5 Now that we need to borrow three additional bits, let s write this down. (Remember, this will be from left to right in what was the host portion of the mask) (now thirteen bits left for host, indicated by 13 zeroes, so would give us 8,190 hosts in each subnet). This gives us for our subnet mask. The way I got 224 here is the addition of the first three bits that are ON now in the third octet remember the binary value of first three bits are 128, 64, and 32 adding up to 224. Once you determine the mask, you need to write that down in binary. In this case, the number is Now, here is a tricky part. After the first subnet (subnet zero), the decimal value of the lowest active bit is your second subnet (after subnet zero). Then you increment that number by itself until you reach the mask. This will give you all the subnets. Another trick that some people use is to subtract 224 (our subnet mask number) from 256 which will also give us 32 (our increment for subnets). Let s see it step-by-step: Decimal value of the lowest active bit. Active means 1, not active means 0. Remember, the binary place holders for all eight bits in the octet. In this example, only the first three bits are on. The decimal values of those bits are 128, 64, and 32; 32 is the lowest active bit versus 64 or Let s increment 32 by itself until we get the mask (224). 32 Second subnet 64 Third subnet 96 Fourth subnet 128 Fifth subnet 160 Sixth subnet 192 Seventh subnet 224 Eighth subnet Copyright 2010 Global Knowledge Training LLC. All rights reserved. 5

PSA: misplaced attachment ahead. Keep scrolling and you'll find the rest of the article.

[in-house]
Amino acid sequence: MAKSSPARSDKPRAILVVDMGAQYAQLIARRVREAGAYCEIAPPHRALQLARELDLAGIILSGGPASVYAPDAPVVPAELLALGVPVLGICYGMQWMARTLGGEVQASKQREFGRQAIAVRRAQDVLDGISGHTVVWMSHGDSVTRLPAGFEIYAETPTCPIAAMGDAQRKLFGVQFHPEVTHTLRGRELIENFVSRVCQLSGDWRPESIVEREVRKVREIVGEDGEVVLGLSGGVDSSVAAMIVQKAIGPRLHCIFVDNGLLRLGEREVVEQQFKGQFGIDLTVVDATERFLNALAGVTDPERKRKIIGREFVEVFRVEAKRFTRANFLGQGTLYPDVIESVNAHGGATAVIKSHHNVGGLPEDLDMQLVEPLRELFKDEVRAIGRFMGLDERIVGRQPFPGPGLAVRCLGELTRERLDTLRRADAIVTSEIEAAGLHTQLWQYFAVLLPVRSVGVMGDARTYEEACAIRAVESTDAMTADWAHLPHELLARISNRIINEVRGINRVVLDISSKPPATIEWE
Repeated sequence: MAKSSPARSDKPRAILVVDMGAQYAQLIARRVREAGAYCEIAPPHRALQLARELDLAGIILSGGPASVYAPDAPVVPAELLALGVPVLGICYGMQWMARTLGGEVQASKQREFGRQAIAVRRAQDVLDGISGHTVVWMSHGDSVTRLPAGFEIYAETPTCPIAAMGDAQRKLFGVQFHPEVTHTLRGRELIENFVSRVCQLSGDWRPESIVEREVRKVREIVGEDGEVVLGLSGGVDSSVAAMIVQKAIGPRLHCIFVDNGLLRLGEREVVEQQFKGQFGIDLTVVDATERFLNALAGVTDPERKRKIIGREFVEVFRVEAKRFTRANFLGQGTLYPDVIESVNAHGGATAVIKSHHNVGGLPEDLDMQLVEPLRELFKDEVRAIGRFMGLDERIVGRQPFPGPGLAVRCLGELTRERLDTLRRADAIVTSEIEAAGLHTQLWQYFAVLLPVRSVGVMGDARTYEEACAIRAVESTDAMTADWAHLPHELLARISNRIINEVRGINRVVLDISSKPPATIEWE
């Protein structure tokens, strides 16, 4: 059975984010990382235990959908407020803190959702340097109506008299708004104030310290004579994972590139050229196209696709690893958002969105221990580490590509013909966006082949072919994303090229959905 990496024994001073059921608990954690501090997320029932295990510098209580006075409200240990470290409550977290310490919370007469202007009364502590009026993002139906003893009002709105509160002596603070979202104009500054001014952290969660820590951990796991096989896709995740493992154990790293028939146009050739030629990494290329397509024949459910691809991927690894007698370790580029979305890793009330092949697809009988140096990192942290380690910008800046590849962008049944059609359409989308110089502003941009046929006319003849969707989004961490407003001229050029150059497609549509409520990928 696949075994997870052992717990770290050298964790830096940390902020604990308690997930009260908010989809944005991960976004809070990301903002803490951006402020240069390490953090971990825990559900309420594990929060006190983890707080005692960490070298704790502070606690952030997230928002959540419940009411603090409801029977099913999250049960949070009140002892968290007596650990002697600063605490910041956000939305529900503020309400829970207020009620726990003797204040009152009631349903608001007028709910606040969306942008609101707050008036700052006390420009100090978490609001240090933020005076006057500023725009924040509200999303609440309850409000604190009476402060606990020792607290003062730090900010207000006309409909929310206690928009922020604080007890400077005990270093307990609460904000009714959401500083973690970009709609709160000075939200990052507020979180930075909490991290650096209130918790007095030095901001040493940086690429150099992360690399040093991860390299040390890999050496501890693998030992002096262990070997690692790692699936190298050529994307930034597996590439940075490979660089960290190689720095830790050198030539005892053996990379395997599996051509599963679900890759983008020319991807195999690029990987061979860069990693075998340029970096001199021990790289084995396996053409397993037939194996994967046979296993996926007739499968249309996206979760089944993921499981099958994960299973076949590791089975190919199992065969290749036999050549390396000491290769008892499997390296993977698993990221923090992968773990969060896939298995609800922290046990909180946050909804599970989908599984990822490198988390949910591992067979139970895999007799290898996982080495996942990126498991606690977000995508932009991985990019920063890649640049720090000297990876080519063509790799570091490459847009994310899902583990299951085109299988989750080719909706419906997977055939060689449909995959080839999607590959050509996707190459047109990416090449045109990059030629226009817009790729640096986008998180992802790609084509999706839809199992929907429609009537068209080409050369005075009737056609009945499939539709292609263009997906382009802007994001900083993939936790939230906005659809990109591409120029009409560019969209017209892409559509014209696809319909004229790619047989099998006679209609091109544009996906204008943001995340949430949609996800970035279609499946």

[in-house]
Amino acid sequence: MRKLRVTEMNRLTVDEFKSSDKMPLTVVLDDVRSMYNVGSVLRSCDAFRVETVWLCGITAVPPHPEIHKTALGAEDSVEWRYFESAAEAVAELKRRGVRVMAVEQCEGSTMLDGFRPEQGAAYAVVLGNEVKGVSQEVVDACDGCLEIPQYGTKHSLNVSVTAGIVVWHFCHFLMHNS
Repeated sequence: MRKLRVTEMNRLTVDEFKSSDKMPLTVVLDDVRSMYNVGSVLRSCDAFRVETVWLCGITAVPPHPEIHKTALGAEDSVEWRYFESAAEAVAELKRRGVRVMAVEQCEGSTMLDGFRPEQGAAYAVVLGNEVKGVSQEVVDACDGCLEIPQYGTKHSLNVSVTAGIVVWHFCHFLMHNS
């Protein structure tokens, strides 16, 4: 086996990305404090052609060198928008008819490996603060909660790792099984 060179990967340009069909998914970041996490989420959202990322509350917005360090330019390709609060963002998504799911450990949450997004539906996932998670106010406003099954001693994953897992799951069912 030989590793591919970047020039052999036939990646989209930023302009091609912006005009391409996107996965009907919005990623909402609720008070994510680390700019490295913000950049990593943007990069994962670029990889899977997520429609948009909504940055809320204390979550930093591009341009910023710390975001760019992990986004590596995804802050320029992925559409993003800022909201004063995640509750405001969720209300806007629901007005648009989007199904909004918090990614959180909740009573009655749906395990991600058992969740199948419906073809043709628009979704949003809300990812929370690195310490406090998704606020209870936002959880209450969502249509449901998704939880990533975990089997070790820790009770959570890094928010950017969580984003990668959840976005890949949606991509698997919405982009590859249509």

6 This just gave us all of our eight subnets (with subnet 0 being the first subnet). Let s write these numbers down for clarity and get our range of host addresses within each subnet. (Range is the smallest number possible to the biggest number possible) > First subnet all possible numbers in the range > Second subnet all possible numbers in the range 172/ > Third subnet all possible numbers in the range > Fourth subnet all possible numbers in the range > Fifth subnet all possible numbers in the range > Sixth subnet all possible numbers in the range > Seventh subnet all possible numbers in the range > Eighth subnet all possible numbers in the range Do not forget. When we were calculating the number of hosts, we kept subtracting 2 from our host range (the first and the last one). The first and the last one have special meanings. The first number in the range is the subnet itself (the wire that the people are plugged into). The last number is the directed broadcast for all the hosts on that subnet. So, the valid list of hosts is every number in the range except for the first and the last number. For the first subnet, it will be to For the second subnet, it will be to and so on for all subnets. Also note that we got the end number in the range very fast, because it is one number less than the next subnet. Since the first subnet (third octet here) was 0 and the next subnet was 32 it was easy to see that the first subnet will end at one less than the next number; 31 in our example. We applied the same logic for the next range of subnets. Take a look at the third subnet which is 64 which means that the previous subnet (32) will end at one less than 64; which is true and it ends at 63. Some do point out that those numbers also are increments of 32 so if you can do the additions in your head and not mess up more power to you. Most of my clients implement in their network (/24), so they are used to seeing the third octet increment by one. That is not the case here. We saw that the second subnet for example goes from to (valid host ranges). This means the first valid host address is , followed by and then and so on. What do you think the number will be when you get to ? If you said then you are correct and the host after that will be These numbers are perfectly valid for host addresses. I don t want you to just panic because there is a 0 or a 255 in the address and call them subnetwork or broadcast addresses. Always keep in mind that the subnetwork is the first number possible in the range and the directed broadcast is the last number possible in the range. Everything in between is a valid host address, regardless of how weird it looks. Copyright 2010 Global Knowledge Training LLC. All rights reserved. 6